University of Colorado’s Rob Knight will lead a group developing data-mining and statistical and visualization tools that can handle the “complex and massive datasets” the genomics research will generate.
The tools and the gut microbiome datasets will be made publicly available in order to be of use to other researchers, CCFR said.
CCFR also said it expects the efforts will help in the development of new molecular diagnostics.
RTI Wants Researchers Involved in Developing GWAS Measures
The Research Triangle Institute plans at the end of June to release a survey for genomics researchers, healthcare specialists, and a range of other experts, which it will use as part of a collaboration with the National Human Genome Research Institute to develop consensus measures that can be used in genome-wide association studies.
RTI said last week that it is working with the NHGRI, through $6.8 million in grant funding over three years, to identify up to 20 research disciplines that are significant for research and public health, and will develop 15 standard measures for each of these disciplines. The goal is to obtain information about phenotypes and relationships about genetics, environment, health, and disease for use in GWA studies and other large-scale genomics research programs.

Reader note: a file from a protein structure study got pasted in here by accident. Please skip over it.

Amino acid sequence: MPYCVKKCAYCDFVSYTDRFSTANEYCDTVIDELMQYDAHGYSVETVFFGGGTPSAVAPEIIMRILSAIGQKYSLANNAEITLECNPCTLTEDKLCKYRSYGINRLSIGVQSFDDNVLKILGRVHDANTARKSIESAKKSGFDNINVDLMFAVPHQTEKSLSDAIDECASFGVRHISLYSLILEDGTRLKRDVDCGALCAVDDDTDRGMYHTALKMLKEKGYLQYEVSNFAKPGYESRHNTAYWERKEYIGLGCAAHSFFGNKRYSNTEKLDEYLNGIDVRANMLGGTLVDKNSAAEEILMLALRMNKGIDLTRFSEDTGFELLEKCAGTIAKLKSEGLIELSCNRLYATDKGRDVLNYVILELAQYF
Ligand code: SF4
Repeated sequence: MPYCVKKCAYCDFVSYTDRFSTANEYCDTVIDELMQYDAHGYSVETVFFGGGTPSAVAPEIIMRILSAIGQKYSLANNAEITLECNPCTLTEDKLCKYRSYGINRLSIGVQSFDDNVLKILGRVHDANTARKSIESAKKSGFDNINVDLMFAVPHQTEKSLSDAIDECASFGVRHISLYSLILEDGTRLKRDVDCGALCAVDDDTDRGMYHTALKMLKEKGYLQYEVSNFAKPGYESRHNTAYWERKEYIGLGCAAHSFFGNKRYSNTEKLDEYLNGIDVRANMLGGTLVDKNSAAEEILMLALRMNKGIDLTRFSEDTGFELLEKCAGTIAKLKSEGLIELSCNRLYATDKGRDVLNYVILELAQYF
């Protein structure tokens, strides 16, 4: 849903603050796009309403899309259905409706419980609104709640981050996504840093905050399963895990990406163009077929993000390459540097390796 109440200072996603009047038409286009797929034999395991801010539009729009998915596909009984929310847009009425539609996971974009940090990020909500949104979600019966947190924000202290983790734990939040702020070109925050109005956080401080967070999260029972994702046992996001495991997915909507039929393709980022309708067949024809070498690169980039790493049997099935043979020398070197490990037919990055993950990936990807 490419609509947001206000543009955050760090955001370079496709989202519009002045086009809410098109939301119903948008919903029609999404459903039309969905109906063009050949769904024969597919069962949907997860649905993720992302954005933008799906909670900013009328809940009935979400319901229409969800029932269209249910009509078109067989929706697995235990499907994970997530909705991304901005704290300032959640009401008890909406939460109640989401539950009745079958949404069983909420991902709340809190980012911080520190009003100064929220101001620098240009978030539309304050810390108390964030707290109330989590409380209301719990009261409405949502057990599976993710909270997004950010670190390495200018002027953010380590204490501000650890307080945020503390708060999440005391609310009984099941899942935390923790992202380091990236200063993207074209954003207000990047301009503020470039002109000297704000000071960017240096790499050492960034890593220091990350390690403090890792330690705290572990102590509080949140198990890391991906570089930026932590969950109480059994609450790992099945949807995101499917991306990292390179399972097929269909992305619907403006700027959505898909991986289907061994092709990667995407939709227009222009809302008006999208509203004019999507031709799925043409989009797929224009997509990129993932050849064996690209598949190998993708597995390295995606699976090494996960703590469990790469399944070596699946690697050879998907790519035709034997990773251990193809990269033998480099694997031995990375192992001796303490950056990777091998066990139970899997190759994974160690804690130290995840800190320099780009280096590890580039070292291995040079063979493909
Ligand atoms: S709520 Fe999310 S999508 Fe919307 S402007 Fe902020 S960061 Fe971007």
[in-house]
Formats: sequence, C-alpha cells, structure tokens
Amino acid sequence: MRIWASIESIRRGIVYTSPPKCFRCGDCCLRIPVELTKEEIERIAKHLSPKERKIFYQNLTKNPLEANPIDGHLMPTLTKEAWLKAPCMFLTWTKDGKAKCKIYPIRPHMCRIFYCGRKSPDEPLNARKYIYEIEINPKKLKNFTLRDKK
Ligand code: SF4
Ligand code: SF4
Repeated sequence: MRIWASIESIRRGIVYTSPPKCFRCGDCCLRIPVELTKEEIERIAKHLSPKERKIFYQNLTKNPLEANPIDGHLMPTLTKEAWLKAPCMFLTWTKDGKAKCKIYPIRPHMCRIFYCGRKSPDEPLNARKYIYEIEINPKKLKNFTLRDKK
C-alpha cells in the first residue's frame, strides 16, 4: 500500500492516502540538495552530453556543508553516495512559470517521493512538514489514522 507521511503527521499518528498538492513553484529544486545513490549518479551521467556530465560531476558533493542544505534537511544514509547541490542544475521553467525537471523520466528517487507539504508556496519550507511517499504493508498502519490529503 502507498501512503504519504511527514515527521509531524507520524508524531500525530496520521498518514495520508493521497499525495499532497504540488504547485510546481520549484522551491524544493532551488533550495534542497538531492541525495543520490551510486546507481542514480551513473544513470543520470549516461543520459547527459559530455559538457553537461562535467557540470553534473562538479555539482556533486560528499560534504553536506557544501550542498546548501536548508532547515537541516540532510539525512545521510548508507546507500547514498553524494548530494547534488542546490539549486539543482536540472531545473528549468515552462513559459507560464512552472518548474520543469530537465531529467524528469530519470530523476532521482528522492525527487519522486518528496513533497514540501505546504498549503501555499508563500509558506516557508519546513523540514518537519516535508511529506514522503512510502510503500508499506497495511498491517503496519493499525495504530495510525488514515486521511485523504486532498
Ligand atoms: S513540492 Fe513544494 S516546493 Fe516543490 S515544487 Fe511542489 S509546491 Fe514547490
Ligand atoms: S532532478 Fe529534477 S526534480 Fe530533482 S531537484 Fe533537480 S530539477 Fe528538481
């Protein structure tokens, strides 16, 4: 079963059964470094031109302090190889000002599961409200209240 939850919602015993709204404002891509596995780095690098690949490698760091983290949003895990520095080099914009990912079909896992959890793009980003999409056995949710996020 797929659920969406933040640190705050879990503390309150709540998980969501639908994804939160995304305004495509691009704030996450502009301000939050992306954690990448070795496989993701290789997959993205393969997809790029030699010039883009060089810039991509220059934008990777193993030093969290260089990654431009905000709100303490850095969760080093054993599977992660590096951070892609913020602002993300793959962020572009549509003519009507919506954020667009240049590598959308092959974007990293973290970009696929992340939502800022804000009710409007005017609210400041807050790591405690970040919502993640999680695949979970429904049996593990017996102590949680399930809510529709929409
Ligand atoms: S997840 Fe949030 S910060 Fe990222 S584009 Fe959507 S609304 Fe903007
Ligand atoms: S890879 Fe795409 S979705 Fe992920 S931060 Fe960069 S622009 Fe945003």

The collaboration aims to improve the ability of research groups to combine data and to increase the size of their population samples and enhance the ability to detect genes that are associated with common, complex disease.
The first of these PhenX (Phenotypes and eXposures) surveys will present proposed measures for a domain focused on demographic characteristics of interest such as age, sex, ethnicity, ancestry, education, income, and employment status. But the surveys will not be the only way the PhenX program develops specifications for the measures; these decisions also will be made through working groups and a steering committee.
"The participation and collaboration of experts from diverse scientific and health disciplines are essential to making this project a success," Carol Hamilton, who is director of Bioinformatics at the North Carolina-based RTI and principal investigator on the project, said in a statement.
"The ability to combine the results of these studies is critical to furthering our knowledge of the many complex relationships between genetics, environmental factors, health and disease," said Jonathan Haines, who chairs the PhenX steering committee.
Metagenomics Uncovers Unexpected Sea Floor Microbial Diversity
There are more microbes on the sea floor than in the waters above, new research suggests.